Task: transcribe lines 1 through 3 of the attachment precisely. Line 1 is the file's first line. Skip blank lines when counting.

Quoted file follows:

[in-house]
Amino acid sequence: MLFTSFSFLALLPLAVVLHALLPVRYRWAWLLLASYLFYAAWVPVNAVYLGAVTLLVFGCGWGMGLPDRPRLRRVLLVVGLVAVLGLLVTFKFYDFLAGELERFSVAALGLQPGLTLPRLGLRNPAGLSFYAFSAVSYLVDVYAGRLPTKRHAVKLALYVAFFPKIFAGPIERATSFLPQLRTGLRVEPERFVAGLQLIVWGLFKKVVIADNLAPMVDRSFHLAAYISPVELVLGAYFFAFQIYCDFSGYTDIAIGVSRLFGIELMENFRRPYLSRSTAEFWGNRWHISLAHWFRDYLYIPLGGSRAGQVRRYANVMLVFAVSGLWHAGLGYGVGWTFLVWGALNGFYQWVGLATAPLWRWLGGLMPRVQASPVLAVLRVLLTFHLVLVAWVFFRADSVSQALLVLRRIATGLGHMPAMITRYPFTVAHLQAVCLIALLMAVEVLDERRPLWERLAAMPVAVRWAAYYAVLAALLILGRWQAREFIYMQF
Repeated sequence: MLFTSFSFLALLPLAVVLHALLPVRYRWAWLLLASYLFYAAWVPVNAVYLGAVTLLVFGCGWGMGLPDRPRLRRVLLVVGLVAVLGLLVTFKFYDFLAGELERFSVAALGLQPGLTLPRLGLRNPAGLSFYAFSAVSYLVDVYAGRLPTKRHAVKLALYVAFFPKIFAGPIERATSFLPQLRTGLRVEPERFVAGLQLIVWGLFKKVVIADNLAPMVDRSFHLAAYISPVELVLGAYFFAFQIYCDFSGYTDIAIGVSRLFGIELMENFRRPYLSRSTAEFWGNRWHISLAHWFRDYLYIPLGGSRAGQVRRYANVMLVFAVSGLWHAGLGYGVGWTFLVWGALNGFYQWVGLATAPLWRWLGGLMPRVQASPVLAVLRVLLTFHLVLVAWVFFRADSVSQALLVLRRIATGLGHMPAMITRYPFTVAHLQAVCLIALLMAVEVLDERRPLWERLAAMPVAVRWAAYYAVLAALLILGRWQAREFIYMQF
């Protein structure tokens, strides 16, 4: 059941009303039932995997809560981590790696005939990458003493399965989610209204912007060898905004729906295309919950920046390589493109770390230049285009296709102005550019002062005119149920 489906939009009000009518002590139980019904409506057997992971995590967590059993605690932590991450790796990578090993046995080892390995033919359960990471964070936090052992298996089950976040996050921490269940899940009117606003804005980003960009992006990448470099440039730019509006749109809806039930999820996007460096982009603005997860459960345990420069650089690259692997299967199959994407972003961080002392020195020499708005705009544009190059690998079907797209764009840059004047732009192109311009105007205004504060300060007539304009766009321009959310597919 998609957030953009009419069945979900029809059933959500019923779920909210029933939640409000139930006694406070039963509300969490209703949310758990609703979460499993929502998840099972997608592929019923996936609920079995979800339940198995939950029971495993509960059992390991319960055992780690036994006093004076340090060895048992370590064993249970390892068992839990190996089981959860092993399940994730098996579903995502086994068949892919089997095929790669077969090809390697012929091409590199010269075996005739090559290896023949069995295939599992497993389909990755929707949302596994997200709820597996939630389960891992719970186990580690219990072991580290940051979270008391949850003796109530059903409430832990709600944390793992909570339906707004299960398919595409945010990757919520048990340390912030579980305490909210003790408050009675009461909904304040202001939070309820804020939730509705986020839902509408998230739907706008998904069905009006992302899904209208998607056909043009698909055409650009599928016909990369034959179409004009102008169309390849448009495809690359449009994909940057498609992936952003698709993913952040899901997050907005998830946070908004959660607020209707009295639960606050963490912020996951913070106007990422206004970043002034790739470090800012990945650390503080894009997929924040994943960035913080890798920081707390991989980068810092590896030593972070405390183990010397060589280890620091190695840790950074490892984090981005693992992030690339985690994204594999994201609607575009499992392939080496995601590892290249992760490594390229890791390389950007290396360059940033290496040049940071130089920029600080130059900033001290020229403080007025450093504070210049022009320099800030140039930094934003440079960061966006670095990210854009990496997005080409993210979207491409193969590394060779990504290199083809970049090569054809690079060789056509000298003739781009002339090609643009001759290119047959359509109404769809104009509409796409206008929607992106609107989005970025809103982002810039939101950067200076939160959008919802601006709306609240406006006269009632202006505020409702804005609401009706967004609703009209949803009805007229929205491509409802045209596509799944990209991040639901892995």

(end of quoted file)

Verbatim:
[in-house]
Amino acid sequence: MLFTSFSFLALLPLAVVLHALLPVRYRWAWLLLASYLFYAAWVPVNAVYLGAVTLLVFGCGWGMGLPDRPRLRRVLLVVGLVAVLGLLVTFKFYDFLAGELERFSVAALGLQPGLTLPRLGLRNPAGLSFYAFSAVSYLVDVYAGRLPTKRHAVKLALYVAFFPKIFAGPIERATSFLPQLRTGLRVEPERFVAGLQLIVWGLFKKVVIADNLAPMVDRSFHLAAYISPVELVLGAYFFAFQIYCDFSGYTDIAIGVSRLFGIELMENFRRPYLSRSTAEFWGNRWHISLAHWFRDYLYIPLGGSRAGQVRRYANVMLVFAVSGLWHAGLGYGVGWTFLVWGALNGFYQWVGLATAPLWRWLGGLMPRVQASPVLAVLRVLLTFHLVLVAWVFFRADSVSQALLVLRRIATGLGHMPAMITRYPFTVAHLQAVCLIALLMAVEVLDERRPLWERLAAMPVAVRWAAYYAVLAALLILGRWQAREFIYMQF
Repeated sequence: MLFTSFSFLALLPLAVVLHALLPVRYRWAWLLLASYLFYAAWVPVNAVYLGAVTLLVFGCGWGMGLPDRPRLRRVLLVVGLVAVLGLLVTFKFYDFLAGELERFSVAALGLQPGLTLPRLGLRNPAGLSFYAFSAVSYLVDVYAGRLPTKRHAVKLALYVAFFPKIFAGPIERATSFLPQLRTGLRVEPERFVAGLQLIVWGLFKKVVIADNLAPMVDRSFHLAAYISPVELVLGAYFFAFQIYCDFSGYTDIAIGVSRLFGIELMENFRRPYLSRSTAEFWGNRWHISLAHWFRDYLYIPLGGSRAGQVRRYANVMLVFAVSGLWHAGLGYGVGWTFLVWGALNGFYQWVGLATAPLWRWLGGLMPRVQASPVLAVLRVLLTFHLVLVAWVFFRADSVSQALLVLRRIATGLGHMPAMITRYPFTVAHLQAVCLIALLMAVEVLDERRPLWERLAAMPVAVRWAAYYAVLAALLILGRWQAREFIYMQF